I went blonde. Blonde. Like, really blonde and slightly reddish on the ends, as is the fashion, don't you know. Blonde, as in the first time since I was three years old that I was lighter than a muddled burgundy. I despise that it makes my skin light up-- I look so much younger, they say, and even with my behind still fat and my hair chopped short (to accommodate the perfectly expected damage from such a gigantic chemical step), I get a lot more attention. Go figure. It makes me look good. It does suit my coloring. The color worked very well and looks nice. I hate it. Ugh! I can't determine whether I despise the cut, or whether I am just so resistant to change that the stranger in the mirror makes me uncomfortable. I will leave it for now.
Twilight. Nearly everyone around me has caught the bug. I rented the movie and read her online tome, (what there is), Midnight Sun. I have to admit that it is engaging, but not one to suffer from spoilers, I read ahead and I can't buy into the whole dead-guy-still-makes-active-sperm thing. I do like her take on the Vampire as an animalian subspecies, not a soulless, dead-but-not entity. I have one friend in particular who should lay some bricks when she gets to book 3. I can't wait.
Our garden is growing. P-daddy and I have been working together nicely to shore up the homestead. He built fine, square foot gardening boxes in the front yard. We mixed fill soil from our own compost, store-bought vermiculite, sphagnum moss, and Tagro a friend of ours scooped and delivered to us for free. All told, our garden beds cost us around $72.00. I know we would have done this years ago had we known! We tied them off in grids together, and have recently put in all our starts and our things we are willing to start from seed. Typically, once there is the slightest outside activity, I abandon the computer, so this is what partially explains our absence. The other is that my camera is all funky, so even on days when I would normally have great, wordless blog entries to share, ah, shucks.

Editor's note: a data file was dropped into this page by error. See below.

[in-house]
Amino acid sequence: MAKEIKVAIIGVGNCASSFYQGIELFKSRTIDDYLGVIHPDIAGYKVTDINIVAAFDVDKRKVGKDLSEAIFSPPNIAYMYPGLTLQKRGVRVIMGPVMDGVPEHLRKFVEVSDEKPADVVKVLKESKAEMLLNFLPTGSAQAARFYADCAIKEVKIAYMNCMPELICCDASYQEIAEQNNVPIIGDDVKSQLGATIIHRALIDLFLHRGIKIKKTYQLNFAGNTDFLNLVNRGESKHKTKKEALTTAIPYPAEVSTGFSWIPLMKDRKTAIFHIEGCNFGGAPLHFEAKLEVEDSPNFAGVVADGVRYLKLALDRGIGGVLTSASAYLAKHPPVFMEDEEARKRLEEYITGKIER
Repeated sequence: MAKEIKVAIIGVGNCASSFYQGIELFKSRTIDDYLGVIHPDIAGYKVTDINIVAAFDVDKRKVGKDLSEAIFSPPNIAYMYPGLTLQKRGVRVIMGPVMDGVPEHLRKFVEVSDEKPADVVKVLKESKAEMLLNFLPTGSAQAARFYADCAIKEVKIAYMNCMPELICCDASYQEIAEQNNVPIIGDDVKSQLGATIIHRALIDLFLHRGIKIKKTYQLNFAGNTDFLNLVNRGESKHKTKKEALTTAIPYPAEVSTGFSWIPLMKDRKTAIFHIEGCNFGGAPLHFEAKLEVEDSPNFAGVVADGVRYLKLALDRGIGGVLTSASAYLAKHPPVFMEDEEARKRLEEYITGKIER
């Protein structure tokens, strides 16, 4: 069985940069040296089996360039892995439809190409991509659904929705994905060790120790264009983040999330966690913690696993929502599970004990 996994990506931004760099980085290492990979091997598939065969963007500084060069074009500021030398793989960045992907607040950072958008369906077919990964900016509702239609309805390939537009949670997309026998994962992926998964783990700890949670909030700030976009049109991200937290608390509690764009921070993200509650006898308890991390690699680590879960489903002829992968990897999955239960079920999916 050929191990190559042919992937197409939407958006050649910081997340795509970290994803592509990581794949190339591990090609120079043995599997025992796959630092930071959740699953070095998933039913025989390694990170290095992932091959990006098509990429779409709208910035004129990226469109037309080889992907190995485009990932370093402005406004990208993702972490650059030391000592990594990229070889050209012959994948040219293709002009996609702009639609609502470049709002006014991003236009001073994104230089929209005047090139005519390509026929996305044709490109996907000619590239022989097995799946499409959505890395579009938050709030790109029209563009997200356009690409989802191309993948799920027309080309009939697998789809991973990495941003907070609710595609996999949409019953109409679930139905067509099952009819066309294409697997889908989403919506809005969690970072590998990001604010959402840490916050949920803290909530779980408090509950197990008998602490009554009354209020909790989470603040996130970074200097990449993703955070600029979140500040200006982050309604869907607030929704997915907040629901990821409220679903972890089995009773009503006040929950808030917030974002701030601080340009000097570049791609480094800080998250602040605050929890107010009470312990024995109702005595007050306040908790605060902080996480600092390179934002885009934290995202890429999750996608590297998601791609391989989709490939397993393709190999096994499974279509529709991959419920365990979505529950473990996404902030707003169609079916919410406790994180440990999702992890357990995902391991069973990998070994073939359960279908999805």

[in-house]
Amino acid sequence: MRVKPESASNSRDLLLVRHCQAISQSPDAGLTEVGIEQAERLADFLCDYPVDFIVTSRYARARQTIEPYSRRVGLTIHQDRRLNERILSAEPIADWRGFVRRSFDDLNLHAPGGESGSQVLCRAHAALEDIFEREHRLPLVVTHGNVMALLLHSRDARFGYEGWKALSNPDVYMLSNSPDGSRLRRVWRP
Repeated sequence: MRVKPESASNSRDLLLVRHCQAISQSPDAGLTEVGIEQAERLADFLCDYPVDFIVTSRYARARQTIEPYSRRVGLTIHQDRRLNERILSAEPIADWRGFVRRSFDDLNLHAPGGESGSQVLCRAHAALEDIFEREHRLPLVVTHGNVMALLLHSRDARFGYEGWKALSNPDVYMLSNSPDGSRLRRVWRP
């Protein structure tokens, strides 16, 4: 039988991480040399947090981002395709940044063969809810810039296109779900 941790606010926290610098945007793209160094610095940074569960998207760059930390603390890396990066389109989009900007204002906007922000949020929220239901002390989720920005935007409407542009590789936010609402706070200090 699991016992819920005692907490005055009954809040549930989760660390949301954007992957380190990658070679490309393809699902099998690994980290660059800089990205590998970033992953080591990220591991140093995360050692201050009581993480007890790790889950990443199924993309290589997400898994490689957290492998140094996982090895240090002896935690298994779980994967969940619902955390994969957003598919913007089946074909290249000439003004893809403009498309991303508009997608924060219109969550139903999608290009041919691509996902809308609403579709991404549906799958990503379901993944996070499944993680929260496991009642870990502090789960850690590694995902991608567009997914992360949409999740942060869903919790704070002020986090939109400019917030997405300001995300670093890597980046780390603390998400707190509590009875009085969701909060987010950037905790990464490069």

Just today, the kids started their own children's gardens. When he built our primary garden beds, P-daddy used our leftover Trex board from building the treehouse and gave each of the kids a 2 X 2 box of their own to fill as they see fit. G-girl and D-meister chose to put them in the front yard with ours, but N-man placed his in the back, close his original garden and adjacent to Presley's grave. He says this is how he will grow flowers for Presleydog. They will still have access to the side gardens, but we have to get P-daddy's yard waste* out of there.
The neighbors moved for real this time. It has really saddened me on a number of levels; we will miss the little girl terribly, we enjoyed having neighbors so close to us in age and family composition; and we would like it if they had left on a completely voluntary basis. Most of all, though, it causes me some discomfiture to benefit so greatly from their departure. They moved offshore, so they left an amazing amount of things behind, including big ticket items like a chest freezer, a 10 X 10 garden shed and a yakima roof box. They gave their swing set to a friend of ours, and they gave us all their lawn furniture, which is great for us because the winter decimated ours. The kids in particular are thrilled with the influx or yard and sports toys. P-daddy has spent the past three weekends helping them sort their last things and then rebuilding the shed over here*. It's been abject chaos, and I am working so hard to be mor egrateful than I feel guilty. My guilt makes little sense, even to me, because when we moved across country, we did the same thing. We gave away or sold things I miss to this day (like our freezer!), so it's nice for some of it to come back to our family.
Interrupting all of this was a month-long illness on my part; I finally caught the flu / pneumonia / bronchitis beast that took out half of Puget Sound. Thankfully, all our family was better when it took me down. I have never needed an inhaler in my life, and needing one, plus antibiotics, plus weeks of absolute stillness to heal this, was truly startling. The illness prevented me from doing a lot of my planned work for the garden (never got my grow lights hung or my cold frame built) and it made dealing with the suddeen windfall from next door very inconvenient, despite how welcome it was. I simply haven't been fit for anything, much less extra putting-away.